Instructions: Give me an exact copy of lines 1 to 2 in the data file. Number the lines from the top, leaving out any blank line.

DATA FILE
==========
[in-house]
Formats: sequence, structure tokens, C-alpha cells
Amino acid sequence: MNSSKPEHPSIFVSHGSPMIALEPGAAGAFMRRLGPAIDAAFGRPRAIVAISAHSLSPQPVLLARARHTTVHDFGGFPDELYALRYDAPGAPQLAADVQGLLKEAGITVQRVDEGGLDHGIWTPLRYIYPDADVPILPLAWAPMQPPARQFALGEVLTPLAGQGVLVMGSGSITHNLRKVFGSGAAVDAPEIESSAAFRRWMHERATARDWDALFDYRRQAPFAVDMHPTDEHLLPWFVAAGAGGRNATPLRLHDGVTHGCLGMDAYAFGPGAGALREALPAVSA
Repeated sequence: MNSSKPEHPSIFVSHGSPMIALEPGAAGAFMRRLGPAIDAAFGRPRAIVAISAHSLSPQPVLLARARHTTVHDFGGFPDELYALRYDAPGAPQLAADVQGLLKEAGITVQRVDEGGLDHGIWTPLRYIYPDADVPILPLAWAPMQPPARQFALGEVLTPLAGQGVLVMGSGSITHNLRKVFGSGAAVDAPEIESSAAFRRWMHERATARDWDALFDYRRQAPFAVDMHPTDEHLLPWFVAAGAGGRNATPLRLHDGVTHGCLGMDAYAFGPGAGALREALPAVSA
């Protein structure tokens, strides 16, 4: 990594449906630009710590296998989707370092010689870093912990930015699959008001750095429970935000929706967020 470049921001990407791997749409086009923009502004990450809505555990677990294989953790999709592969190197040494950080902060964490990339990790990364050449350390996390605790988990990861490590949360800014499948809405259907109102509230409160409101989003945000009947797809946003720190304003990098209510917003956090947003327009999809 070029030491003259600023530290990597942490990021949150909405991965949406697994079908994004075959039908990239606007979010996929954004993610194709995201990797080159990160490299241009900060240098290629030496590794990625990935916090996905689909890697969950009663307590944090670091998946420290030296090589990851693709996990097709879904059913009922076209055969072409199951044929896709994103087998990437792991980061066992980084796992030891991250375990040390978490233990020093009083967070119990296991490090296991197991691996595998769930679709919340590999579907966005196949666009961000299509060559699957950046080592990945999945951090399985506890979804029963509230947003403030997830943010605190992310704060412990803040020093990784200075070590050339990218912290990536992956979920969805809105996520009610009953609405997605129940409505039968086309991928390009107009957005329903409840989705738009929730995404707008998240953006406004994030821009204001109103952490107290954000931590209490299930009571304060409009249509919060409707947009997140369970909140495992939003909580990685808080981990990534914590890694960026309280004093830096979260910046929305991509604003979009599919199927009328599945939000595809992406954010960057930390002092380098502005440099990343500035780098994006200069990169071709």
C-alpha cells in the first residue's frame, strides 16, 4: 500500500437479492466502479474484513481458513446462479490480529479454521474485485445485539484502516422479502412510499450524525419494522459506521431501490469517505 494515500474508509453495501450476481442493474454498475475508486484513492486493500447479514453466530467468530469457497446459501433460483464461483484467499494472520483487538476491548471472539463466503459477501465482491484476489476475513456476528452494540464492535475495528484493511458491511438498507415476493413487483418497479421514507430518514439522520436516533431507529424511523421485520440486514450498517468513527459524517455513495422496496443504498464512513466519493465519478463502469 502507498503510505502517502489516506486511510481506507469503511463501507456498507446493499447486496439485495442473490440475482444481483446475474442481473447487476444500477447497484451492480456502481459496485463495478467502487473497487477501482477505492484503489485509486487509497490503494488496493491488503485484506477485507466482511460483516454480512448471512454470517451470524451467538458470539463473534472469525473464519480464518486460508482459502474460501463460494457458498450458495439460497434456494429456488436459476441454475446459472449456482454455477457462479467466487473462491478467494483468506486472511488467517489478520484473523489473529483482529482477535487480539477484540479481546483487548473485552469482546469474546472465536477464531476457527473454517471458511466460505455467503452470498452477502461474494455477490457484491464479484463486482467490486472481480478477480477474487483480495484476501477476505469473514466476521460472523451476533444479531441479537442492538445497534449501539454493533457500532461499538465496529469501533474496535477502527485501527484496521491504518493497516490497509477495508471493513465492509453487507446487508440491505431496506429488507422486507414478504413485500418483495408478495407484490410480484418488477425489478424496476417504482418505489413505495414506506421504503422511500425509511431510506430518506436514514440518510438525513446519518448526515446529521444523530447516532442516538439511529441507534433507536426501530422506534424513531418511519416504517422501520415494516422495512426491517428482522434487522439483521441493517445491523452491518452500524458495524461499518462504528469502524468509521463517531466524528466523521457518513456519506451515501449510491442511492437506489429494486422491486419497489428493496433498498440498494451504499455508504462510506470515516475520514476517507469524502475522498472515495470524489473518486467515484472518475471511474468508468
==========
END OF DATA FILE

[in-house]
Formats: sequence, structure tokens, C-alpha cells